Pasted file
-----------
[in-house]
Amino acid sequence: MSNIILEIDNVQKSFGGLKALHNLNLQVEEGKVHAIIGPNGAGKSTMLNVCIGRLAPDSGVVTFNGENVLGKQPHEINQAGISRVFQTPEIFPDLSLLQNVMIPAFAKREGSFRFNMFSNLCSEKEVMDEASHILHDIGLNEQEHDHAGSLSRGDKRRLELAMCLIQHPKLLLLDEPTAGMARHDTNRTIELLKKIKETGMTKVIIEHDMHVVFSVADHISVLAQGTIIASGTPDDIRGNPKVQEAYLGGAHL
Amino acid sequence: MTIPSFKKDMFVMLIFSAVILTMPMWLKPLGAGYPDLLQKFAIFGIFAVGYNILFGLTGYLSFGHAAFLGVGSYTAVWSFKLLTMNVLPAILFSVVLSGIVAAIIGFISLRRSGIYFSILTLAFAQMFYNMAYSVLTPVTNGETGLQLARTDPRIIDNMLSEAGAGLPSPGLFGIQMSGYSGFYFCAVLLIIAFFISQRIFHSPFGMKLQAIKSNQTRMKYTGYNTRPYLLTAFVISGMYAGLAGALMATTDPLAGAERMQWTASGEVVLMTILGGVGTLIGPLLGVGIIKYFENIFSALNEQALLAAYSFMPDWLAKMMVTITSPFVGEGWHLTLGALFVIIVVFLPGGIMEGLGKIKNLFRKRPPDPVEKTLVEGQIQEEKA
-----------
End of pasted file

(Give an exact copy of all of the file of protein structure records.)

[in-house]
Amino acid sequence: MSNIILEIDNVQKSFGGLKALHNLNLQVEEGKVHAIIGPNGAGKSTMLNVCIGRLAPDSGVVTFNGENVLGKQPHEINQAGISRVFQTPEIFPDLSLLQNVMIPAFAKREGSFRFNMFSNLCSEKEVMDEASHILHDIGLNEQEHDHAGSLSRGDKRRLELAMCLIQHPKLLLLDEPTAGMARHDTNRTIELLKKIKETGMTKVIIEHDMHVVFSVADHISVLAQGTIIASGTPDDIRGNPKVQEAYLGGAHL
Amino acid sequence: MTIPSFKKDMFVMLIFSAVILTMPMWLKPLGAGYPDLLQKFAIFGIFAVGYNILFGLTGYLSFGHAAFLGVGSYTAVWSFKLLTMNVLPAILFSVVLSGIVAAIIGFISLRRSGIYFSILTLAFAQMFYNMAYSVLTPVTNGETGLQLARTDPRIIDNMLSEAGAGLPSPGLFGIQMSGYSGFYFCAVLLIIAFFISQRIFHSPFGMKLQAIKSNQTRMKYTGYNTRPYLLTAFVISGMYAGLAGALMATTDPLAGAERMQWTASGEVVLMTILGGVGTLIGPLLGVGIIKYFENIFSALNEQALLAAYSFMPDWLAKMMVTITSPFVGEGWHLTLGALFVIIVVFLPGGIMEGLGKIKNLFRKRPPDPVEKTLVEGQIQEEKA